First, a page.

The goal of this paper is to show that a cognitivist–externalist view about moral judgment is compatible with a key intuition that motivates non-cognitivist expressivism. This is the intuition that normative judgments have a close connection to action that ordinary “descriptive factual beliefs” do not have, or, as James Dreier has suggested, that part of the fundamental role of normative judgment is to motivate. One might think that cognitivist–externalist positions about normative judgment are committed to viewing normative judgments as (...) having the same role in our psychology as ordinary descriptive factual beliefs. This paper argues to the contrary. It restricts attention to moral judgments. It develops an account of moral belief according to which, first, moral beliefs are representational cognitive states that have the same basic nature as ordinary descriptive factual beliefs. Yet, second, their fundamental role is such that, when all goes well, moral beliefs mesh with our moral policies to motivate action. The paper draws on a society-centered account of the grounding of morality, a distinction between “basic” and “internal” ways of thinking of the moral properties, and a hybrid account of the “meaning” of moral predicates, called “realist-expressivism.”. (shrink)
_Grounds of Pragmatic Realism_ shows Hegel is a major epistemologist, who disentangled Kant’s critique of judgment, across the Critical corpus, from transcendental idealism, and augmented its enormous evaluative and justificatory significance for commonsense knowledge, the natural sciences and freedom of action.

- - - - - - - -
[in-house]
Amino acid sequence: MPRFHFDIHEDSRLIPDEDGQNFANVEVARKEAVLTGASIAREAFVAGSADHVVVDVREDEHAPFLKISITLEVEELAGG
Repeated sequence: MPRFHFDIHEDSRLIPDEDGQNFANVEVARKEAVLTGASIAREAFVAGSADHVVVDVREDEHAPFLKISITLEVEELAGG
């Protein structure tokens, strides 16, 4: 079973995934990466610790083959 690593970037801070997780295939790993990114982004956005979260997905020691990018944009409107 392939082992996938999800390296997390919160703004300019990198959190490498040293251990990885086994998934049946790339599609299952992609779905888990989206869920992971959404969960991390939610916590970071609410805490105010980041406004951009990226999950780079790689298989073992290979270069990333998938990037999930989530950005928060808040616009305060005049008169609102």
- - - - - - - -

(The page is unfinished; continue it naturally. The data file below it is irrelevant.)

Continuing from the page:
In this paper, I shall present a comparative study of two leading Daoists’ different conceptions of truth in the context of modern metaphysical debate on realism and antirealism. My basic contention in this paper is that both Laozi and Zhuangzi embrace the realist's thesis that the world is largely independent of us and the way we are; it has its own objective nature.
This paper is structured as follows. First, it offers a brief presentation of the Twin Earth thought experiment. Second, it offers an interpretation of Putnam'santi-realism. Third, it argues for the incompatibility of anti-realism and the semantic role of extension that Twin Earth is supposed to establish.
This article is principally concerned with a possible defense of some of the epistemological presuppositions of von Balthasar’s theological philosophy. The article claims that, taken as a whole, von Balthasar’s writings provide a systematic critique of a widely held epistemological paradigm, thereby implying a novel conception of rationality and objectivity. In so doing, he anticipates the central concerns of Hilary Putnam, whose own more developed work on rationality and objectivity can be employed to supplement von Balthasar’s critique of these concepts (...) as they are traditionally under. (shrink)
The Cartesian skeptic’s strategy is to tell a story about the world that is entirely consistent with all of the empirical evidence that we do, or can, have, but according to which many or all of our ordinary beliefs are false. He then suggests that, since we cannot show that his story is false, we ought to surrender those beliefs. In this paper I offer a decision-theoretic response to skepticism. Say that a cognitive attitude is a propositional attitude that may (...) be true or false. I argue that rejecting the skeptic’s story, and so retaining our ordinary opinions, will yield for us true cognitive attitudes, no matter whether the skeptic’s story is true or false, and that the best any alternative can do is yield no cognitive attitudes at all. Hence, it is rational to retain our ordinary opinions. One may be concerned that I can maintain this surprising conclusion because the cognitive attitudes at issue are not real beliefs, and do not represent the real world. I conclude the paper by arguing that this concern is misplaced. (shrink)